24 Frames

Movies: Past, present and future

Category: The Weinstein Company

Johnny Depp, Natalie Portman sign on for McCartney's 'My Valentine'

May 24, 2012 |  2:17 pm

If you have ever wanted to see Natalie Portman and Johnny Depp use their vast knowledge of sign language, now's your chance. Seems Paul McCartney has partnered with the two A-listers to translate the lyrics of his jazzy tune "My Valentine" for the hard-of-hearing crowd. McCartney's film, in which Portman and Depp appear via split screen and sign the lyrics in black-and-white, was first shown at a star-studded gala in Los Angeles.

Now the Weinstein Co. has announced that it will screen McCartney's video ahead of  "The Intouchables," which opens Friday in Los Angeles and New York.

Since it's a short film, it will not replace either of the trailers the company has attached to the French comedy, which has grossed over $340 million overseas. Rather, Weinstein will request that the theater owners play the film before the feature starts. The movie is about a quadriplegic, white Parisian millionaire who hires a black Senegalese troublemaker as his attendant. 

Since neither the millionaire nor the attendant is deaf, we're not quite sure what "My Valentine" has to do with "The Intouchables," but it does seem to help that Harvey Weinstein is pals with the former Beatle. The two got to know each other when Weinstein produced the 9/11 concert for New York and McCartney was the first musician to volunteer to perform.

Both films do run toward the saccharine — perhaps that's the common thread that united them in Weinstein's eyes.

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— Nicole Sperling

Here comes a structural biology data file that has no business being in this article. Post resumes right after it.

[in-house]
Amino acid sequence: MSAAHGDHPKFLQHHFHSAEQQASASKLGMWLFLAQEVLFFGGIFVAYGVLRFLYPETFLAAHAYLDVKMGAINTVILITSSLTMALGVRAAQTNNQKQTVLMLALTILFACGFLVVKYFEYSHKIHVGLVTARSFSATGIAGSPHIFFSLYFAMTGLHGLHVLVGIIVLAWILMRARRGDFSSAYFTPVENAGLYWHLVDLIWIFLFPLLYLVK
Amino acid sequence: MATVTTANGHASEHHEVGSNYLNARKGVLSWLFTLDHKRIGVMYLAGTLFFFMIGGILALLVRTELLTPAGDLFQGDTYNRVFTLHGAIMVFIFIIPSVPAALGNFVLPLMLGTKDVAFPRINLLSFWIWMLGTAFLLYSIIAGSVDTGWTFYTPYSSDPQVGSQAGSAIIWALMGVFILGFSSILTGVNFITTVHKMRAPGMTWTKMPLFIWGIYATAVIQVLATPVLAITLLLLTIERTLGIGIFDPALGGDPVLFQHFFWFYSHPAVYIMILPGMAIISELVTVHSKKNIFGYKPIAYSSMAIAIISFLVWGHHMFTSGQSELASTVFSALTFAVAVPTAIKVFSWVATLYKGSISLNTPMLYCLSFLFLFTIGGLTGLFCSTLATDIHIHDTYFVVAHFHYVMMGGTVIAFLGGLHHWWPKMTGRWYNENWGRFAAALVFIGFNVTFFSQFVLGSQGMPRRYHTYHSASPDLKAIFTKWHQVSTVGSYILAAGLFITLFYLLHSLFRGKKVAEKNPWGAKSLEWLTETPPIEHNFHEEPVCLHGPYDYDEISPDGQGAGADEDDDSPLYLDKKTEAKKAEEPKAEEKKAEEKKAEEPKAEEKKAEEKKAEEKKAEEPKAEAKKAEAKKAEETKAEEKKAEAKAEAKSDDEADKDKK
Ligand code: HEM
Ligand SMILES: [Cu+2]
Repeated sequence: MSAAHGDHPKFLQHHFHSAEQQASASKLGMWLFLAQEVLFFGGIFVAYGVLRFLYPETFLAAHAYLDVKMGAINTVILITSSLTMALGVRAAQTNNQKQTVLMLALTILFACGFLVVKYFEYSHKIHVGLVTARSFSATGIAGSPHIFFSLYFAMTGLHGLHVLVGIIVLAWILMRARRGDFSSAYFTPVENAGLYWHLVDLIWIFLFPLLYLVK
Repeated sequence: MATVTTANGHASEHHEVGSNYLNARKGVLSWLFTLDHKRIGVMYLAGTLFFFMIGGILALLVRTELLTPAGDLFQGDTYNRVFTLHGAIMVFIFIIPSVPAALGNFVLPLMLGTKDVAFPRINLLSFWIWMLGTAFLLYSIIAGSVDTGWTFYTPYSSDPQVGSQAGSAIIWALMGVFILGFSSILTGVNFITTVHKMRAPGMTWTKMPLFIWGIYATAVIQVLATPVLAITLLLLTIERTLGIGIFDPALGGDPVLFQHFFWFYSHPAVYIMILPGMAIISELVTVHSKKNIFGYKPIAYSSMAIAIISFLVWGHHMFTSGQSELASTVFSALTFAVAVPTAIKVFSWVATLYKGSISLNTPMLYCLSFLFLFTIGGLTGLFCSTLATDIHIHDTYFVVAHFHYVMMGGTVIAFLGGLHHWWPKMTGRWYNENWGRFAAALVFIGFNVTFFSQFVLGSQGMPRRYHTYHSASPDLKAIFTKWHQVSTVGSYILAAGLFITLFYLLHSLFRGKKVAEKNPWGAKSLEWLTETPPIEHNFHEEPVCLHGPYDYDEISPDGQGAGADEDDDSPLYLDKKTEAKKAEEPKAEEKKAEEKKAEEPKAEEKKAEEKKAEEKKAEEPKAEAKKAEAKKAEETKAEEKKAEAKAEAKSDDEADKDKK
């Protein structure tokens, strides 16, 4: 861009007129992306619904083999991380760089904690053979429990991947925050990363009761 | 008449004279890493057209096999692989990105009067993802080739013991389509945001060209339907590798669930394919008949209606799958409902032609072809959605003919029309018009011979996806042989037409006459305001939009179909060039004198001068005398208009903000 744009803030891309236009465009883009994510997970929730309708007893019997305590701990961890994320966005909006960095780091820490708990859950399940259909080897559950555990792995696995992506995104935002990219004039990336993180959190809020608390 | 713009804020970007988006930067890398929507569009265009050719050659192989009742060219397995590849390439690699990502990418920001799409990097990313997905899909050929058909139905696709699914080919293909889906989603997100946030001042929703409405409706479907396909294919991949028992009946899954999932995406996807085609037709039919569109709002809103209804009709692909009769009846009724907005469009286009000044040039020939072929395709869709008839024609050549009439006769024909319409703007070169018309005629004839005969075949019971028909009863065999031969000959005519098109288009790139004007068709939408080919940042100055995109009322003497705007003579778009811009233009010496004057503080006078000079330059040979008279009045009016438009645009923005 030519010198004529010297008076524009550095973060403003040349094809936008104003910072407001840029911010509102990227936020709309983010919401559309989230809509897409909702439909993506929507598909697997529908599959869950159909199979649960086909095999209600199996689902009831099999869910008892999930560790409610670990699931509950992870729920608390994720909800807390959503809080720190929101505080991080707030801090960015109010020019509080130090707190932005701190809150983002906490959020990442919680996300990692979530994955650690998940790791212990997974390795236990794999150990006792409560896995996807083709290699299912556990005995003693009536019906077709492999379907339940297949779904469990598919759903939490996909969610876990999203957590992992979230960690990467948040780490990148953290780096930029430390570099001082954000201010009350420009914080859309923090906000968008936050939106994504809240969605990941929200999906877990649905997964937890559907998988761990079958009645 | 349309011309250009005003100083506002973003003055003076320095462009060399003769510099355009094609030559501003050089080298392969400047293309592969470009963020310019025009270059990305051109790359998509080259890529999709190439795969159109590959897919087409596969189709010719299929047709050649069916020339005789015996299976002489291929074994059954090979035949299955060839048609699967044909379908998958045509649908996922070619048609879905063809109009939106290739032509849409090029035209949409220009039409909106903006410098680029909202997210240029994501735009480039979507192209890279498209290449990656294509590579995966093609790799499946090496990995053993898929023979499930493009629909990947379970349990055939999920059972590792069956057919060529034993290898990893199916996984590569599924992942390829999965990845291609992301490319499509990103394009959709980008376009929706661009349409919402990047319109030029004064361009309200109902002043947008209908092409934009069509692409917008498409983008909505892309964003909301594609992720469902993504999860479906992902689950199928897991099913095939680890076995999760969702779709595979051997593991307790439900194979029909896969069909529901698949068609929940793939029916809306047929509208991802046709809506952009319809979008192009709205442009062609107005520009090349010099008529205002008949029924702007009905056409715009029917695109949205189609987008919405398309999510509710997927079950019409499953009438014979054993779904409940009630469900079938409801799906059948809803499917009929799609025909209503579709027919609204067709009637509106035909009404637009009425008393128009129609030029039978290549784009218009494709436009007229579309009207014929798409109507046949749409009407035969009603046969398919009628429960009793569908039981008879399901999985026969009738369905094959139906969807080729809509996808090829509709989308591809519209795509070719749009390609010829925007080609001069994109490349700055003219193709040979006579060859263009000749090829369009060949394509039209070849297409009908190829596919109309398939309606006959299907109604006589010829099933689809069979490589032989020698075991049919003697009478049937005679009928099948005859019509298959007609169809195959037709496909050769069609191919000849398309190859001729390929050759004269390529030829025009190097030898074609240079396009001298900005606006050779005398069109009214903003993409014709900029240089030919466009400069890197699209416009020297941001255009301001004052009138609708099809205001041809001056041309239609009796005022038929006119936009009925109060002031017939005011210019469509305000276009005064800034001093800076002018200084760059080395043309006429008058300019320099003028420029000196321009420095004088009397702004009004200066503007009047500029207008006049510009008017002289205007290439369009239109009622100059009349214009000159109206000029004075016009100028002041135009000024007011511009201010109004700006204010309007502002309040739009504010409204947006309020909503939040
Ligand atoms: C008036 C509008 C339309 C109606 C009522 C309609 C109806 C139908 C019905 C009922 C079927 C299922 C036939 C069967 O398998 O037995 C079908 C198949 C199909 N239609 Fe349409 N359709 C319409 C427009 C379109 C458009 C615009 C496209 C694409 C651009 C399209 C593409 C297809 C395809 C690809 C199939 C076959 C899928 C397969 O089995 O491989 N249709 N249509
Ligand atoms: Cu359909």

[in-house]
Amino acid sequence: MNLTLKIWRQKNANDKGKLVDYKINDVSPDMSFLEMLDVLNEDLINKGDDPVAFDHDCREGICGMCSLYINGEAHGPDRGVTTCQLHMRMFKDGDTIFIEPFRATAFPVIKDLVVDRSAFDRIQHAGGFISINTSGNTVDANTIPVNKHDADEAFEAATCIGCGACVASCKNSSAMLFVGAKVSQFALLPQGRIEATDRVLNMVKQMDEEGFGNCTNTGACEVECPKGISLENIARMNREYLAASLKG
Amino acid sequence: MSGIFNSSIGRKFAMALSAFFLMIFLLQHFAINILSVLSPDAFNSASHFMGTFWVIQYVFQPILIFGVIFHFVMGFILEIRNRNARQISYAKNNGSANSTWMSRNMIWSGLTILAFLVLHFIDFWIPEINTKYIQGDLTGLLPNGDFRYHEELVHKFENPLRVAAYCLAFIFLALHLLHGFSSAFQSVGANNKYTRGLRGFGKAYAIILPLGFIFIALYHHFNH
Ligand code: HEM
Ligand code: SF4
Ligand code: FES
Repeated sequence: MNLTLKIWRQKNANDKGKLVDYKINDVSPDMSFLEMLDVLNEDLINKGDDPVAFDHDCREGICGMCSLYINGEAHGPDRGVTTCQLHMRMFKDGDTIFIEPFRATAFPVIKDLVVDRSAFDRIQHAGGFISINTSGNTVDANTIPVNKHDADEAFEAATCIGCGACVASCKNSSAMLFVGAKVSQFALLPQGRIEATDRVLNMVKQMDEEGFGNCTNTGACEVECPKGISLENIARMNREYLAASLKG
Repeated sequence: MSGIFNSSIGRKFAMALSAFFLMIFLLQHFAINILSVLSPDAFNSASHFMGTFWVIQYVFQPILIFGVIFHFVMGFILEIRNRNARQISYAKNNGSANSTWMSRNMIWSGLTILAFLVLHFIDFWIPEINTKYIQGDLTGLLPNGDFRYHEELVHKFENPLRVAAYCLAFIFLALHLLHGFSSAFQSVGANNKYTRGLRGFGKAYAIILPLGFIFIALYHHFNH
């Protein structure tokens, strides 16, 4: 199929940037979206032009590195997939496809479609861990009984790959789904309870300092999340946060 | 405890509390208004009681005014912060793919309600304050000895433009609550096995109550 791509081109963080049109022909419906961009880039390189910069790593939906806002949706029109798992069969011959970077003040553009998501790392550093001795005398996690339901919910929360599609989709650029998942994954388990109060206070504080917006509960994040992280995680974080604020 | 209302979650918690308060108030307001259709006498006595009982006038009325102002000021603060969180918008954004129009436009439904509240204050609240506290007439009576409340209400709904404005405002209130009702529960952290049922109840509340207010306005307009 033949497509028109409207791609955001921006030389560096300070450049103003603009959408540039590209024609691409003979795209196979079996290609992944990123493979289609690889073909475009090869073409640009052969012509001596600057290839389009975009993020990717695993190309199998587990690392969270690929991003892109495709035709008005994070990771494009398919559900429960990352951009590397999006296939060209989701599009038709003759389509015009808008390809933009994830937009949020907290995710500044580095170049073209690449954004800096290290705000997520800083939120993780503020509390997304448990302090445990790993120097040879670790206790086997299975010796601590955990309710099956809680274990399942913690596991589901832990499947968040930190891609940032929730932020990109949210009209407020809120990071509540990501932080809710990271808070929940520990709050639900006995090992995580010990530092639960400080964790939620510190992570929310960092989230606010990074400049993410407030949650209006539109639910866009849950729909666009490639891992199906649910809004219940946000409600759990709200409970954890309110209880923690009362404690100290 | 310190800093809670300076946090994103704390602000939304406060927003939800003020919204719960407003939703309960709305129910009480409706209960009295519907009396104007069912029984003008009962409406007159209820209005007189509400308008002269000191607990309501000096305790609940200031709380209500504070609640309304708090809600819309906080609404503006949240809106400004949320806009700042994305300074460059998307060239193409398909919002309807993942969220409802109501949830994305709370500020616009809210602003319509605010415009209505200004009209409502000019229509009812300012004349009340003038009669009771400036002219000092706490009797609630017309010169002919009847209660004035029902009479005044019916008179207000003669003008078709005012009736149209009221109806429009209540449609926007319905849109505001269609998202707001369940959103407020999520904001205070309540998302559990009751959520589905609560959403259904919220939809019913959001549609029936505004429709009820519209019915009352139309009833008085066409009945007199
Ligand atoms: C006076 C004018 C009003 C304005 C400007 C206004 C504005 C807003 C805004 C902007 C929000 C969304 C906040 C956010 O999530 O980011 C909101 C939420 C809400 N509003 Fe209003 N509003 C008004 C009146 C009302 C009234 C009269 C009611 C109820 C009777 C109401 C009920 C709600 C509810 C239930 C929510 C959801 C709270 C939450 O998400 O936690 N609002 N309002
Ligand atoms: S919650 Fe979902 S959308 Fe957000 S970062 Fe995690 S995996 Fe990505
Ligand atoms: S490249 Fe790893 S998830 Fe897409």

Cannes 2012: Brad Pitt's 'Killing Them Softly': Anti-capitalist screed?

May 22, 2012 |  6:21 am

 Brad Pitt's "Killing Them Softly," directed by Andrew Dominik, has anti-capitalist themesMost feature filmmakers shy away from acknowledging overt political messages in their films, hiding behind platitudes such as "I just wanted to tell the best story" or "I'd rather let others be the ones to interpret my work."

Not "Killing Them Softly" writer-director Andrew Dominik and his star-producer, Brad Pitt, who offered with frankness -- both in the film and at a Cannes Film Festival news conference that followed on Tuesday morning -- their unfavorable opinion of capitalism as recently practiced in the U.S.

Everything you need to know about Dominik's worldview came with a moment in the news conference in which the Australian said that in his experience America is largely about making money, and that that went double for Hollywood.

PHOTOS: Scene at Cannes

Or, as the film's touchstone piece of dialogue has it: "America isn't a country -- it's a business.”

Pitt and Dominik reunited after 2007's "The Assassination of Jesse James by the Coward Robert Ford" for "Killing," which is set to be released commercially by the Weinstein Co. in September. Dominik said at the presser that if "Jesse James" was "a Leonard Cohen song," his new film is "a pop song."

Certainly that's true in terms of genre -- "Killing Them Softly" is a hit-man movie, albeit an arthouse one, and contains many of the schemes and stylized violence you might expect from a film with that label.

But the various criminal elements--including Pitt's Jackie Cogan, who likes to kill his marks from a distance, or "softly"--that try to rub each other out and protect their own interests are, well, often beside the point, their arcs followed slowly and circuitously. Instead, characters serve as symbols of, among other things, the hierarchy in a capitalist system. Dominik's larger notion is that U.S. capitalism is deeply flawed, and that government, whether Democrat or Republican, has let down its people.